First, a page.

Paul J. Mills, Tiffany Barsotti, Meredith A. Pung, Kathleen L. Wilson, Laura Redwine, and Deepak Chopra Gratitude, along with love, compassion, empathy, joy, forgiveness, and self-knowledge, is a vital attribute of our wellbeing. While there are many definitions of gratitude, at its foundation, gratitude is a healing, life-affirming, and uplifting human experience that shifts us […]
Alarming data and warnings about climate change have been with us for twenty years. The issue has morphed into something like a low-level toothache. The public is numbed by all the bad news, and in place of sensible solutions, we witness the folly of political polarization. You can’t believe in climate change and be a good conservative. This departure from fact-based reality is only part of the problem. China and the U.S., who produce 40% of the world’s harmful emissions, block measures to reverse the trend toward global warming for purely selfish reasons – two rich economies want to preserve the status quo.
One can react to this situation in various ways, leading to a choice of tactics.
– Mount a vigorous public crusade with greater signals of alarm.
– Rely on future technology to reverse the harm done to the atmosphere.
– Prepare for a future with a drastically different ecological balance.
– Do nothing, except perhaps pray.
– Temporize until the catastrophe cannot be ignored.
Most people find themselves wavering among these options. If you decide that the real issue is not Nature but human nature, then only a few options are viable. Human nature has a track record. We know, for example, that past ecological disasters, such as turning the Sahara into a desert, denuding Spanish forests, and burning all the usable fuel on Easter Island, could have been averted but weren’t. When resources become skimpy, human beings don’t suddenly cooperate to conserve what’s left. They fight to the last scrap for possession of a diminishing resource. We also know that man-made catastrophes that hurt everyone, such as war, don’t come to an end even though peace benefits everyone.
With human nature in mind, the doomsayers appear to be winning. For the foreseeable future, the world will look upon the ravages of global warming and do a combination of hand-wringing, sounding louder alarms, scrambling for some magical technology, and praying. Active cooperation will not emerge any time soon. The rationalists among us – who always seem to live in Scandinavia – will soberly adapt to inevitable deterioration in the ecology. People are already talking about preserving coral-building organisms as seeds for the future, accepting that the present coral reefs, already hugely damaged, will one day die.
As a single individual, none of us can alter such massive and overwhelming situation. It seems utterly meaningless to foul our planetary nest. But there is meaning to be found here. The meaning resides in the very source of the problem, human nature. Human beings place their desires ahead of the collective good. We consider ourselves more important than the ecology, which is rooted in the belief that we are above Nature herself, a privileged species that need answer to no one, not Nature, not God (if a deity exists).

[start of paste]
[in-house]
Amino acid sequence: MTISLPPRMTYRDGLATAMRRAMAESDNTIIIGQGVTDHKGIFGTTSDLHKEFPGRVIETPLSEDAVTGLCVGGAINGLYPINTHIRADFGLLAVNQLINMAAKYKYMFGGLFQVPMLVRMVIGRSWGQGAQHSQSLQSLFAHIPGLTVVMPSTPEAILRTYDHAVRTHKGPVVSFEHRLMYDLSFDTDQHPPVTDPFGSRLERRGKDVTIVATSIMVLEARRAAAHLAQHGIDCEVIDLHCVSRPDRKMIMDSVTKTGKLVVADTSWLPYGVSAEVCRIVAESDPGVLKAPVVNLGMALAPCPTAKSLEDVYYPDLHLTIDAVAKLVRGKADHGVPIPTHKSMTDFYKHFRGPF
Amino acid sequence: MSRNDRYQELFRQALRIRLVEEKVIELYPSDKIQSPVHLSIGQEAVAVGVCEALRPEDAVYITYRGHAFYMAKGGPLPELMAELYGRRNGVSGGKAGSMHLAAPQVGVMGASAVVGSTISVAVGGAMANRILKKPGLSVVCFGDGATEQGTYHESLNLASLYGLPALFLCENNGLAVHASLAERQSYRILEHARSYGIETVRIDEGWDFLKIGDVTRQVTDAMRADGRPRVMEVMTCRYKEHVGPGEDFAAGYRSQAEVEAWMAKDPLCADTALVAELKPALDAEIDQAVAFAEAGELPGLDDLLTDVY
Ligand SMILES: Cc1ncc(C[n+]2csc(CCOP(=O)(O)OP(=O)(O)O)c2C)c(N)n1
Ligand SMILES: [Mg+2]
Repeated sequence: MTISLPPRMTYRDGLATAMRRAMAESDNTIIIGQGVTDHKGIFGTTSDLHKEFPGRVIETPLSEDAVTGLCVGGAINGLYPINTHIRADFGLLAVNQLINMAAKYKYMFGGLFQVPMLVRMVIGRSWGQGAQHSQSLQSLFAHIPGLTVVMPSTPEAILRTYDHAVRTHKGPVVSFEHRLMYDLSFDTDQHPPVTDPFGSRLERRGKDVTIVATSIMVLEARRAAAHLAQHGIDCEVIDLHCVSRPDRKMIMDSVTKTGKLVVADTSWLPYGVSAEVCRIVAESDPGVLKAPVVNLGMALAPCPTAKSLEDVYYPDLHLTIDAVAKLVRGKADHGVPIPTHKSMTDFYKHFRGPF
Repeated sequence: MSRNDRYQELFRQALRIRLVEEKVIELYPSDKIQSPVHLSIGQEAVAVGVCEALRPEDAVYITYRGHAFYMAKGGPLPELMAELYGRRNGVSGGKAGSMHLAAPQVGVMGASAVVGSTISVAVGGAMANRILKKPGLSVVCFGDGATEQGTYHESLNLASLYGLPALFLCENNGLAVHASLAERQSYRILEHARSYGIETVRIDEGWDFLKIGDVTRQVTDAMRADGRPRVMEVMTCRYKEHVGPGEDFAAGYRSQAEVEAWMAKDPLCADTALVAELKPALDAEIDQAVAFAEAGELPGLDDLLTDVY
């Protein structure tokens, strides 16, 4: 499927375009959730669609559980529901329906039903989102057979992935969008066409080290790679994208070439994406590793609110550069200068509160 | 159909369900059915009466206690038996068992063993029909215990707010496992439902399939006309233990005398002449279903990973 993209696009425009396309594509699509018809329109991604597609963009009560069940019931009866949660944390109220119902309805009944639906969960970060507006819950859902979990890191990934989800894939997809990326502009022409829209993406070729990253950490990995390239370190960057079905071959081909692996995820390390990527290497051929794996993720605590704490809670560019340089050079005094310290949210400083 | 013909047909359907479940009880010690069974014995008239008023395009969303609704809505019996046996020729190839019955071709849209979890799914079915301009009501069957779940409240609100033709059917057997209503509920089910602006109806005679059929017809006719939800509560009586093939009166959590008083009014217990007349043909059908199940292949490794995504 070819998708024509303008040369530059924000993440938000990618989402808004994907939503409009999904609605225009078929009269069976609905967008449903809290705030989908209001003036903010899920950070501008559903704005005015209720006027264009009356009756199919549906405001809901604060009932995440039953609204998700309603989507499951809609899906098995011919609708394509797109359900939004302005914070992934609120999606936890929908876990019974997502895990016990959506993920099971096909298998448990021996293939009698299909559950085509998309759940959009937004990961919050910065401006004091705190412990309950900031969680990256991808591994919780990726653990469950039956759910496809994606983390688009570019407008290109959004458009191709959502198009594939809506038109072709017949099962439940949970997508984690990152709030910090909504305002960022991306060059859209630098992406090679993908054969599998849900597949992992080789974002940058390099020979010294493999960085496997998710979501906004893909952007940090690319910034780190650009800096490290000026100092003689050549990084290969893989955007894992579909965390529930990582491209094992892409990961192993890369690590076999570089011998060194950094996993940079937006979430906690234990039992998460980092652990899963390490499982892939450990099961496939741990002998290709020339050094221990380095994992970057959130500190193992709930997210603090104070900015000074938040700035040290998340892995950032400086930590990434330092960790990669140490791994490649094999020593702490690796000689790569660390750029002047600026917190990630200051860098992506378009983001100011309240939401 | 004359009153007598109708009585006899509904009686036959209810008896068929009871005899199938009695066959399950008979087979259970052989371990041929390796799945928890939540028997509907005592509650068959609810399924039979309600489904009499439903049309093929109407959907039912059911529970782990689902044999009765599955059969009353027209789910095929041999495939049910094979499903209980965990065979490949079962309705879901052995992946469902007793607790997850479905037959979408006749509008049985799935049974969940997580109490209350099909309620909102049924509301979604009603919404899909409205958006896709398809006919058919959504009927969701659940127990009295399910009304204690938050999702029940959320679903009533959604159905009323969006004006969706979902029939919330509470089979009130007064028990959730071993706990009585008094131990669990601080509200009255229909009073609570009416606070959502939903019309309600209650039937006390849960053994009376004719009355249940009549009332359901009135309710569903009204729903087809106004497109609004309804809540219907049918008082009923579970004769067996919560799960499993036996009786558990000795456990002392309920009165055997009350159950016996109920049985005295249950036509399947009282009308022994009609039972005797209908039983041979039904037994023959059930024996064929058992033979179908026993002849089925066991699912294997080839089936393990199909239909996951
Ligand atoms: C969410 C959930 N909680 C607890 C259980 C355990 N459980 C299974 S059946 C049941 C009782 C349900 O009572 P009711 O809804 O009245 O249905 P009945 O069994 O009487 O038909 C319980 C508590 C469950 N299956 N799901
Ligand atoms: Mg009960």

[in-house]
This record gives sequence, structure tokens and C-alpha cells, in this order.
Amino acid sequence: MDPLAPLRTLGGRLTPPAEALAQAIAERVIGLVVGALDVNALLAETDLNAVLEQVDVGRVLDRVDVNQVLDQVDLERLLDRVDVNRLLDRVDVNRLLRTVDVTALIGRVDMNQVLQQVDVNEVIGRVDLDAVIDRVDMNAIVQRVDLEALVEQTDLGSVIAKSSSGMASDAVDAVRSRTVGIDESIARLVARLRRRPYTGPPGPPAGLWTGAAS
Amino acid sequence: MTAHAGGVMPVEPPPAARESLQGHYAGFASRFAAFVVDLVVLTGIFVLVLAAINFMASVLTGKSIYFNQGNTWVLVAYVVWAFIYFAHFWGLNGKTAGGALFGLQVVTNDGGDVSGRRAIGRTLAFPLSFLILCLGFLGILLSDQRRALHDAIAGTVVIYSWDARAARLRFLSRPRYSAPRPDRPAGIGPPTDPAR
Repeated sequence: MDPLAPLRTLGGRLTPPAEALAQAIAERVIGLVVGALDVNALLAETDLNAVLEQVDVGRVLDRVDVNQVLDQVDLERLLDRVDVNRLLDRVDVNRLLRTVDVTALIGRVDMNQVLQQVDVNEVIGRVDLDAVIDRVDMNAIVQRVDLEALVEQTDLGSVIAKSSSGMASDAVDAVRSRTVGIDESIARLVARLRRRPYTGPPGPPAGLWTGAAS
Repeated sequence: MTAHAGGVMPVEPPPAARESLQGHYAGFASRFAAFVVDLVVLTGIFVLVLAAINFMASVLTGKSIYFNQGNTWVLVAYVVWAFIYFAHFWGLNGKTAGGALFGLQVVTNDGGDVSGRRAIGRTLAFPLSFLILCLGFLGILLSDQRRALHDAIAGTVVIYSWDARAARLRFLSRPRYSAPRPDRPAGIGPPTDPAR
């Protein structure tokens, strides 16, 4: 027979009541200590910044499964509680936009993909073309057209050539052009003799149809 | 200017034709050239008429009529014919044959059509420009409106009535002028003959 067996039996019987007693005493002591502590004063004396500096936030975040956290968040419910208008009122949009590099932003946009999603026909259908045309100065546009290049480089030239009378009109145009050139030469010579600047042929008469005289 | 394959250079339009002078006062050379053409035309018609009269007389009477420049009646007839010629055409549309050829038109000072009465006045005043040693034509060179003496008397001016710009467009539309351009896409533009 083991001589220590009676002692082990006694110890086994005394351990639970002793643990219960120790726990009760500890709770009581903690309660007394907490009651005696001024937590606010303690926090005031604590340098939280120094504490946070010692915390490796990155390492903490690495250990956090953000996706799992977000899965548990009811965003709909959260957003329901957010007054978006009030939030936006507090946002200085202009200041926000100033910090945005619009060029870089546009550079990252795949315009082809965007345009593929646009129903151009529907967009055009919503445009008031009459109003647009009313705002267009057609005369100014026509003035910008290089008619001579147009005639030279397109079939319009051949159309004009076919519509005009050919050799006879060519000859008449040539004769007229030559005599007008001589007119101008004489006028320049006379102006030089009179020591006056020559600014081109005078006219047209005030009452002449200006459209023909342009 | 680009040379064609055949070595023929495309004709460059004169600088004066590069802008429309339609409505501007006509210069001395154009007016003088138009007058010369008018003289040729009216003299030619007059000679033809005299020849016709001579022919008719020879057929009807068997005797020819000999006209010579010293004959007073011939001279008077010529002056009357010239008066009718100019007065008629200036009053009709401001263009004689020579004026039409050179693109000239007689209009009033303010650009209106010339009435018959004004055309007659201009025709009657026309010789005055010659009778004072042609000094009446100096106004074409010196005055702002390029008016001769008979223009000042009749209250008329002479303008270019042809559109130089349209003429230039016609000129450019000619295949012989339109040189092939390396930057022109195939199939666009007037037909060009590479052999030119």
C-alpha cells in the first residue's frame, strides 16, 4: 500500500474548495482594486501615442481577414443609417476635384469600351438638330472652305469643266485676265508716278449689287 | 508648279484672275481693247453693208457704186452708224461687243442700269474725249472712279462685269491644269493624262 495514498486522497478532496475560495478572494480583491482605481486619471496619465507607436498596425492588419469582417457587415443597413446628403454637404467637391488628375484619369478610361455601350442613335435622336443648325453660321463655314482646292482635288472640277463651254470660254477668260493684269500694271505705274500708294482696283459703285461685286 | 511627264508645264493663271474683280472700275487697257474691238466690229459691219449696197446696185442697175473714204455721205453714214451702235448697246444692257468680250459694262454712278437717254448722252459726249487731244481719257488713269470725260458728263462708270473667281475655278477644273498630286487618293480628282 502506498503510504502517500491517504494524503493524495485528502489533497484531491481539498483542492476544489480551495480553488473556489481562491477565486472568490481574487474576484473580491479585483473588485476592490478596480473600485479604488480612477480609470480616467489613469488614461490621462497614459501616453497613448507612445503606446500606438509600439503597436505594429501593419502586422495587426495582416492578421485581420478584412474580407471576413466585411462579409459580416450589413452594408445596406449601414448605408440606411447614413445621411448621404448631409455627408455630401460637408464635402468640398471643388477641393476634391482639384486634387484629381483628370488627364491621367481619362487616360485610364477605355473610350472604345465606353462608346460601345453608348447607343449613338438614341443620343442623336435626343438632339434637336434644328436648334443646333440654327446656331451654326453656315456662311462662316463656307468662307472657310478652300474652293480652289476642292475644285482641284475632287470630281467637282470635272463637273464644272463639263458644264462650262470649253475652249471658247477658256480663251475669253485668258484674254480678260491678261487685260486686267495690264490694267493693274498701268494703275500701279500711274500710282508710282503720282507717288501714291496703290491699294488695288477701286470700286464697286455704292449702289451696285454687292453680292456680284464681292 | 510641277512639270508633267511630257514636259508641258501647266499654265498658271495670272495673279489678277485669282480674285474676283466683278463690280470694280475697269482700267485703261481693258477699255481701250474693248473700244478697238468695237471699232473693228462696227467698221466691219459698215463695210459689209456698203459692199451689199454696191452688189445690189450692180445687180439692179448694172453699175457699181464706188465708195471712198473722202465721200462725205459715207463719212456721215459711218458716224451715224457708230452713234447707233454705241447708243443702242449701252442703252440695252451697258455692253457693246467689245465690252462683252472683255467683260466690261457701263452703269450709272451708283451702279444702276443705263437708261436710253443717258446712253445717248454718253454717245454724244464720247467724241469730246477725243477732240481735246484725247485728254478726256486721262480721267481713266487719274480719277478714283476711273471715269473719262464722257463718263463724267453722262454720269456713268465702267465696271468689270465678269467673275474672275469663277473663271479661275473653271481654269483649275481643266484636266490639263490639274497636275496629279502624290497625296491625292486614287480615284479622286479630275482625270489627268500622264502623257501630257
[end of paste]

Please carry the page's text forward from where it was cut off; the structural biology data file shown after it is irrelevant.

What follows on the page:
The meaning of doom is that all of these assumptions won’t be able to survive, not in their present form. The tactic that will prevail is “Temporize until the catastrophe cannot be ignored.” At the end point, whenever that occurs, human nature will be forced to look at itself. A reappraisal of who we are will be inescapable (I’m assuming that the human race won’t choose mass suicide, although there are some who take the longest view and who claim that the planet may be better off without us). The solution to global warming doesn’t have to reach the end point, of course. The coming generation could evolve at a fundamental level.
This seems to be happening with war. At present the number of people dying in armed conflict, including civil wars, continues to drop. The non-proliferation of atomic weapons has reached a point where everyone agrees that the goal should be worldwide disarmament. Nuclear holocaust is no longer a viable threat. But to confront climate change is probably even more basic. If human nature is to evolve, a new set of assumptions would look something like the following:
Human life isn’t set apart from life on earth.
We must live in balance with Nature.
Consumerism isn’t unlimited and doesn’t lead to happiness.
Toxic pollution harms life and cannot be justified.
As a conscious species, humans must be stewards of the ecology.
None of these are surprising ideas; they are common coin in the environmental movement. But to make them viable on a mass scale, the tide must turn. The part of human nature that says “Me first,” “I want mine, who cares about you?”, “I only live for today, forget tomorrow,” and “Nature is here to be conquered” must be re-examined. Will that happen? No one can tell, but it’s important to see that the world “out there” has no chance of changing until there’s real transformation “in here.”